FOLLOWING an embedded visit to the terrorism-hit Waziristan last December, an Islamabad-based journalist broke a story about cracks appearing in the leadership of the outlawed Tehrik-i-Taliban Pakistan (TTP).

Claiming an expected reshuffle in TTP ranks, the story predicted less future violence in Pakistan mainly because a dominant section of the Taliban hierarchy wanted their leadership to focus on the US forces in Afghanistan.

Despite quoting anonymous military sources and having a less than credible context, the story went viral for two reasons. First, the information was released by a credible international wire service. Second, media outlets understand that people in Pakistan eagerly await such developments which give them hope against the rising tide of violence. Therefore, the story was extensively covered all over without anyone questioning its dubious nature.

The Taliban spokesman issued a quick rebuttal: “Reports about the change of leadership is merely propaganda as we will fight till death under the same command.” Soon afterwards, a special video was released, in which the TTP leadership was shown exchanging greetings as a mark of solidarity.

In 1978, the Italian scholar Wagner-Pacifici declared terrorism a social drama after studying a social and political text related to the 55-day captivity, ending in death, of a former Italian prime minister, Aldo Moro.

A burgeoning electronic media in Pakistan handles terrorism no differently than what Wagner explained in the Italian context. Many of the over 40 current affairs channels appear to set the course for facilitating the militant discourse in league with sections of the print media to construct a serious public mood. The availability of an audience and its expectations provide perhaps the most critical variable in shaping both the decision to launch a product (discourse) and its content (news story).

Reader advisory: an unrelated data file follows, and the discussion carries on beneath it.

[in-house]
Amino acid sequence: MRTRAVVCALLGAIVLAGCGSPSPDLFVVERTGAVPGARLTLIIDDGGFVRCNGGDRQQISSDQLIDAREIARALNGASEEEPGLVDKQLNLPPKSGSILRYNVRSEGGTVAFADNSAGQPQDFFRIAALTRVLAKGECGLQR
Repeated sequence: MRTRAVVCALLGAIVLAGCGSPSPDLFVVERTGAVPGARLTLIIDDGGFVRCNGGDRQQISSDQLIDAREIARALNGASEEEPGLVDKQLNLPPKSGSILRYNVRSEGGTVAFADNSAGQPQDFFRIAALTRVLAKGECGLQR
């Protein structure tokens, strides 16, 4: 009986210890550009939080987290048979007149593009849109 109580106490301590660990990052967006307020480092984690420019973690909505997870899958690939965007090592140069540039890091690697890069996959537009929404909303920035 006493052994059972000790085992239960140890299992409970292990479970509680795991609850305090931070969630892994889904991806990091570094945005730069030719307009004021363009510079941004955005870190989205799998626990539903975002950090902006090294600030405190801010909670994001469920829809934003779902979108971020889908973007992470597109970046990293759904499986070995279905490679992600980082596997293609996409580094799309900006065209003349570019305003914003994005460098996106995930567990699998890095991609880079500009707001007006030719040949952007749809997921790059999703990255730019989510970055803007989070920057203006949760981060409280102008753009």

How does the media do it? The answer to this question lies in defining the interests of a hegemonic state structure. In fact, military officials usually seek the media’s help in testing the waters. Therefore, embedded journalists are airlifted to the troubled zone, fed fabricated news meant to invite the enemy’s response.

Sometimes, feelers are put out through talk shows hosts, and the rest of the job is handed over to armchair analysts and writers. This is how institutional factors (both the media and military) undertake the production and reproduction of a discourse, largely revolving around militancy. Unfortunately, this top-to-bottom approach has less to do with the way this commentary is interpreted by the audience in their drawing rooms.

More importantly, the media’s selling of this militant discourse is not without human cost. For example, in order for militants to prove that their structure is still intact, damage and destruction become inevitable. The frenzied display of this tendency has its own distinctive timing and pattern. Sometimes, the Taliban onslaught begins soon after official overtures. More interesting, however, is the drop scene of this social drama, which unfolds in quite a patterned but tragic way.

Often after spells of ruthless and unchallenged Taliban attack, the government has to apologetically announce its readiness to hold a dialogue, which is usually meant to give civilians a signal that the insurmountable enemy is worthy of reconciliation.